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Title: Aerodynamic circulation control for flapless flight control of an unmanned air vehicle
Author: Buonanno, Annalisa
ISNI:       0000 0004 2683 4724
Awarding Body: Cranfield University
Current Institution: Cranfield University
Date of Award: 2009
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The supporting Flight Dynamics research contribution to the design of Demon, a flapless UAV demonstrator which is the subject of the national research programme FLAVIIR, is described in this thesis. In particular, an integrated flight control and fluidic control system which employs aerodynamic circulation control (CC) to enhance, or replace a conventional aileron is presented. The elimination, or reduction in size, of hinged flight control surfaces on an aircraft offers the possibility of reducing aircraft signature and reducing maintenance requirements; fluidic maneuver effectors provide the opportunity to produce the forces and moments required for flight vehicle maneuvering without using conventional control surfaces. A novel alternative to a conventional single slot trailing edge CC actuator that enables proportional bi-directional control was developed. The CC actuator was manufactured and tested, and experimental evaluation confirmed that bi-directional incremental lift generation comparable to that produced by a mechanical flap of similar trailing edge span is entirely feasible. Wind tunnel tests of a 50% full-span scale Demon model were carried out to establish a representative aerodynamic model of the vehicle. A high fidelity 6DoF simulation of the air vehicle was developed, based on the wind tunnel data and was used to assess vehicle trim, stability and control properties. A mathematical model of the flow control actuator, for interfacing the CC system with the flight control system, was developed and incorporated in the dynamic model of the vehicle. The model determined flapless performance and controllability of the aircraft and, in particular, specific saturation limits and their impact on different phases of flight. Also, the requirements for a secondary air supply system for the CC system and practical values of the volumetric air flow requirement have been assessed. A semi-autonomous primary Flight Control System to enable command and control by a remote pilot throughout the flight was developed. A novel re-configurable control architecture that shares control moment demand between conventional flaps and fluidic motivators was designed and demonstrated to provide a sufficient degree of safety and a flexibility to facilitate future experimental flight research. The results of the research study showed the CC actuator to be a practical solution to the problem of direct flow control at subsonic velocities and, hence, to have significant potential to act as a direct replacement for a flap type control surface. Roll control power equivalent to that of conventional ailerons can be achieved at practical trailing edge slot blowing conditions. Thus, it is concluded that the CC actuator, in combination with conventional elevator and rudder, can effectively control the Demon over its proposed flight envelope.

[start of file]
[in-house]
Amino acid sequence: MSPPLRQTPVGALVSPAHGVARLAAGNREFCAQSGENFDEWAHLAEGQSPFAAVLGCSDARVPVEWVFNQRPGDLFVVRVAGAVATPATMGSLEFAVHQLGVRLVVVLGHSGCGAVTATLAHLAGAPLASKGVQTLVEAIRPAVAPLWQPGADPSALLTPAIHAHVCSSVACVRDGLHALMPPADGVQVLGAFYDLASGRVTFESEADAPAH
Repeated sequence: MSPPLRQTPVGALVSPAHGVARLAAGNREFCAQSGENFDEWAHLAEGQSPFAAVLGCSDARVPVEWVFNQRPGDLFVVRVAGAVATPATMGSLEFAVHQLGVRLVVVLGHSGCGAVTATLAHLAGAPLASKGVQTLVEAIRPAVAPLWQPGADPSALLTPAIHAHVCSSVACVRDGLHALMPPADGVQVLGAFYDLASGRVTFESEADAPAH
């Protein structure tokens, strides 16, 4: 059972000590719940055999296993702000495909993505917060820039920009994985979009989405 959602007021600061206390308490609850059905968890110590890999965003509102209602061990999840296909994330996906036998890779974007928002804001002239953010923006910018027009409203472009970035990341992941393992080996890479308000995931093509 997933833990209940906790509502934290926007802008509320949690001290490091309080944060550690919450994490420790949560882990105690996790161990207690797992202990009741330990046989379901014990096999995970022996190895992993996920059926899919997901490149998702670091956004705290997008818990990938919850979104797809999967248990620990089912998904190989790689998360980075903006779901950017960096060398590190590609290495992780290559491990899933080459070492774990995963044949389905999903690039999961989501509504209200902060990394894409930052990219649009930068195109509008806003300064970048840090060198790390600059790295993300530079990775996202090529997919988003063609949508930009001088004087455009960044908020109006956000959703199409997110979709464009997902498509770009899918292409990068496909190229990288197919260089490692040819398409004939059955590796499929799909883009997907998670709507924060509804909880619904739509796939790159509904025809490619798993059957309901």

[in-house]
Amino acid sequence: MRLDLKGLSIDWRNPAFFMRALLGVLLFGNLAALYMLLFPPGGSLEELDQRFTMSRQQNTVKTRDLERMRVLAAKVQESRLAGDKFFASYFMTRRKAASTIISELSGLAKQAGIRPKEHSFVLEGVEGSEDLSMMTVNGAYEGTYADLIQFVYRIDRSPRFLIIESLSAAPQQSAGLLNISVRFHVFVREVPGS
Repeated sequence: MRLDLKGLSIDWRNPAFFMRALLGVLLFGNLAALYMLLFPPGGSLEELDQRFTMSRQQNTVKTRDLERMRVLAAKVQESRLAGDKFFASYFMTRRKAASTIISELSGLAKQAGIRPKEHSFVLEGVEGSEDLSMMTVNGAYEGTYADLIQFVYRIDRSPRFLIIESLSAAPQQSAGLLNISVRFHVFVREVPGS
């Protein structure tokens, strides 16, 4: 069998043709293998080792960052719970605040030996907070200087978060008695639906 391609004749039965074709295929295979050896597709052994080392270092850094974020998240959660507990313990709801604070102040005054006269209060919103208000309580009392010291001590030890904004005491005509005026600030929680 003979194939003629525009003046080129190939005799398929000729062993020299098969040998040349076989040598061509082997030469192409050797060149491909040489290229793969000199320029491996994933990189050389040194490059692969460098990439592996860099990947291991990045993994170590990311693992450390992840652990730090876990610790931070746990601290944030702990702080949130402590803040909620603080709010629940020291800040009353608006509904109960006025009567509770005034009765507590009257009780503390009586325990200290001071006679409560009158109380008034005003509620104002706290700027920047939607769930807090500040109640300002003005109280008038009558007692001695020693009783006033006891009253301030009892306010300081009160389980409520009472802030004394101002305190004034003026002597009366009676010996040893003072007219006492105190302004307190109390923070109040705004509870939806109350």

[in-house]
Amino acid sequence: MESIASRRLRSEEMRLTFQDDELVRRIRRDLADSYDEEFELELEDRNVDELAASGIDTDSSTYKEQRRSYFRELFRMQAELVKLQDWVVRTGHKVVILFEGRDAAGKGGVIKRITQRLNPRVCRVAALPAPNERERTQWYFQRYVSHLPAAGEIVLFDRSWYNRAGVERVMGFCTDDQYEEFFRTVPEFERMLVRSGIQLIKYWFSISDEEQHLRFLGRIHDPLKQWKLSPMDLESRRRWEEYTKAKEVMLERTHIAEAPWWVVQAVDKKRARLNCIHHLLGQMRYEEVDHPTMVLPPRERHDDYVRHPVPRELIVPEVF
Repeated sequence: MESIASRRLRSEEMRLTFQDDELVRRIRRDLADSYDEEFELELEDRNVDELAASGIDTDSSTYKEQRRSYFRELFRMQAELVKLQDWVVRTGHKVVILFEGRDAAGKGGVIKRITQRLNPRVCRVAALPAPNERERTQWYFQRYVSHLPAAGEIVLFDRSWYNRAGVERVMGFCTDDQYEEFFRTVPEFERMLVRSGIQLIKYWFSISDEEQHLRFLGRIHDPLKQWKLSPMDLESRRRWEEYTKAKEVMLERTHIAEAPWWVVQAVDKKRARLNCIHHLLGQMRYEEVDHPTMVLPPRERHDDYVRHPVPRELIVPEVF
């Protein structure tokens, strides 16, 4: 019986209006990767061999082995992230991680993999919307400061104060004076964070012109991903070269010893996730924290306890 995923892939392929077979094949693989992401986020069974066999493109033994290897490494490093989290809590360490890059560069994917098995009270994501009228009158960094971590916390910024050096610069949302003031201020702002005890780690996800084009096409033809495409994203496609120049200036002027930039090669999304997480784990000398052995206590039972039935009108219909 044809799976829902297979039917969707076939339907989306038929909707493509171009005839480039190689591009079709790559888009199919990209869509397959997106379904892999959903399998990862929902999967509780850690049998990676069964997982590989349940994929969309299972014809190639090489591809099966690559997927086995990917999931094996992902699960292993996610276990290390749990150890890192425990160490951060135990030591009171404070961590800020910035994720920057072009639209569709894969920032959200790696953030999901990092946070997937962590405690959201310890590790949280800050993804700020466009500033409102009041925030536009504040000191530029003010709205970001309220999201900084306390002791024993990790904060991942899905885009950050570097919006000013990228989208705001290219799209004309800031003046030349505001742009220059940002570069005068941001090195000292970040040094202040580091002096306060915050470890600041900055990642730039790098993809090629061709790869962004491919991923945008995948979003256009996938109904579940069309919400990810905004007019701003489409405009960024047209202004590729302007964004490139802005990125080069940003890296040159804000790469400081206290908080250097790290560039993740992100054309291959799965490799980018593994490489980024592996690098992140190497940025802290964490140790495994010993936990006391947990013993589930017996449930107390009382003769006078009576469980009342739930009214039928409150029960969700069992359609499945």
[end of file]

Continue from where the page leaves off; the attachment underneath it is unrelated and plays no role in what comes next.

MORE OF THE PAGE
Supervisor: Cook, M. V. Sponsor: Not available
Qualification Name: Thesis (Ph.D.) Qualification Level: Doctoral
EThOS ID:  DOI: Not available